Letter to medicines and medical products suppliers: 3 August 2020

Updated 28 December 2020

The UK government and the European Commission have concluded their negotiations on the terms of trade between the 2 markets after the end of the transition period.

This does not remove any of the requirements to act now to prepare for new customs and border processes. The Department’s requests of industry set out in this letter remain valid and current.

Dear colleague,

I am writing to share with you some information on the end of the transition period (TP) on 31 December 2020 as it relates to the continuity of the supply of medicines and medical products to the UK. This follows the government’s recent confirmation that the TP will cease as planned on 31 December 2020 and there will be no extension.

First, I would like to thank you for the continued, crucial, role you play in helping ensure continuity of medical supplies. This has already been a challenging year due to the global impact of COVID-19 and we know many of your supply chains remain under severe strain. The ongoing pandemic, gradual resumption of NHS activity, and seasonal pressures mean we must prepare thoroughly for the end of the TP. It’s imperative that we maintain our excellent working relationships and lines of communication: to this end, I am writing to you to indicate how we propose we should work together to deliver our shared goal of continuity of safe patient care.

Context and border assumptions

At 11pm on 31 December 2020, the UK will leave the EU Single Market and Customs Union. This will mean new border and customs procedures apply, regardless of whether the UK and EU agree the ambitious free trade agreement that the government is seeking to negotiate. The government has already announced it will implement new border controls in 3 stages leading up to full implementation in July 2021 with further detail set out in the Border Operating Model, published on 13 July.

The staged implementation of border controls by the government will help to reduce the potential for disruption at the border. However, traders will still need to be ready for controls implemented by member states on 1 January 2021, and it is anticipated that there could be border disruption if significant volumes of freight arrive at the border without completing the correct formalities. Government must plan for all scenarios, including reduced traffic flow at the short straits in a reasonable worst case scenario (ie between Calais/Dunkirk/Coquelles and Dover/Folkestone).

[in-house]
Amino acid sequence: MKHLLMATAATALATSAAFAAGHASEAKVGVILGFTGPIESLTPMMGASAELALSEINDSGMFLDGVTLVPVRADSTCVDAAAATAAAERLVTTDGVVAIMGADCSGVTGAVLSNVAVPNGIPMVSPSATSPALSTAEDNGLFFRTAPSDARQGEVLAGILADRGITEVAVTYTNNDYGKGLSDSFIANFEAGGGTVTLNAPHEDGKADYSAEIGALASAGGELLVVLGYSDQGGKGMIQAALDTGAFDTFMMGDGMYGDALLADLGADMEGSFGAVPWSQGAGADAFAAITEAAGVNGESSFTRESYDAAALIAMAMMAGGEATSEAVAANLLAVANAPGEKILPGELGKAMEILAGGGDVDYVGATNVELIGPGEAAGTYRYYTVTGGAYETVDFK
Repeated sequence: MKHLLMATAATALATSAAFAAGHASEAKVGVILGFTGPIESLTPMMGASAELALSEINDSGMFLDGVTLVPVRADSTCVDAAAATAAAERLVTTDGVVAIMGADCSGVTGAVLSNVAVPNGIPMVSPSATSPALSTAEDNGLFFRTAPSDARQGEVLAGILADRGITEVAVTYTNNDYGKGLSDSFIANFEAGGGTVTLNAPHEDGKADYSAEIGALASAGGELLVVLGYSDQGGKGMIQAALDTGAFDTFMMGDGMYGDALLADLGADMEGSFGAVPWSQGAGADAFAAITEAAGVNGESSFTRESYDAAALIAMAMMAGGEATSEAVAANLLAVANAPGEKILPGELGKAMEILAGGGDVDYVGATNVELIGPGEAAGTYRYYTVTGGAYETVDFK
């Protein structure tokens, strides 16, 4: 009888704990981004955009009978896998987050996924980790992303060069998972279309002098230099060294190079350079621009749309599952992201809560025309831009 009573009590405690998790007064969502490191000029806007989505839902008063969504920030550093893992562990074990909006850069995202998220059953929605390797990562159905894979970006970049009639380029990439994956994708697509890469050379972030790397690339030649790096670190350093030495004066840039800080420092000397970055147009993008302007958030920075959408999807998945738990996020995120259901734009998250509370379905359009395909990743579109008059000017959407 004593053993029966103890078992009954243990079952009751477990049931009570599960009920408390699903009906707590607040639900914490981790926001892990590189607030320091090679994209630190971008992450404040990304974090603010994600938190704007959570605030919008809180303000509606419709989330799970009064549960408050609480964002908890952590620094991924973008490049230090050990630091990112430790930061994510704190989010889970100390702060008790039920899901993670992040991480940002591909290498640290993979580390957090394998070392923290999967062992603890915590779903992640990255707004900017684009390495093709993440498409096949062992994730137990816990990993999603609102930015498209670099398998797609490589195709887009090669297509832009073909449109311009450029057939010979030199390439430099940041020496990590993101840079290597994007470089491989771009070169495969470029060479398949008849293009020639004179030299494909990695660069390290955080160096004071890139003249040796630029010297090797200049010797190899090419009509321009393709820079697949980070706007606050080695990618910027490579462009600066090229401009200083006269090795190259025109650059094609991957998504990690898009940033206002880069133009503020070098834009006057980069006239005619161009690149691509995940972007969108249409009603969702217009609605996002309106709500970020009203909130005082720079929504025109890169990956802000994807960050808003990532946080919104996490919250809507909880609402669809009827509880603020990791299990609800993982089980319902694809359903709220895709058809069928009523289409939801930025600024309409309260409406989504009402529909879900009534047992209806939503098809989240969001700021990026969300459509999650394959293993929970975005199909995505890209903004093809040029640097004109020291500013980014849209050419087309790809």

Our shared focus should be on mitigating any potential disruption to supply into the UK across all categories of medical supplies, including, but not limited to:

  • medicines
  • medical devices and clinical consumables
  • clinical trials supplies
  • products of human origin (blood and transplant items)
  • vaccines and countermeasures
  • non-clinical goods and services (NCGS) in support of health and social care providers

Our contingency planning covers all 4 nations of the UK as well as the Crown Dependencies. You will recall that during the past 2 years, we have developed robust joint plans to mitigate any such possible disruption based on a ‘multi-layered approach’, and in principle propose to do the same for the end of the TP.

We’re asking suppliers to put in place flexible mitigation and readiness plans in preparation for new border and customs procedures.

1. Alternative routes

The cross-government reasonable worst case scenario (RWCS) for our contingency planning indicates a risk of significant disruption across the short straits for 6 months following the end of the transition period, with a particular risk during the first 3 months. As a large percentage of medical supplies come from the EU or have a supply touchpoint there, the first priority of any contingency should be to maintain replenishment rates at necessary levels including by securing capacity to reroute freight away from potential disruption, especially during the first 3 months following 1 January 2021 when, under the government’s RWCS, the most significant disruption is anticipated. Companies are encouraged to review their own logistics arrangements and consider the appropriateness of using existing supply chain routes during this period as a matter of priority.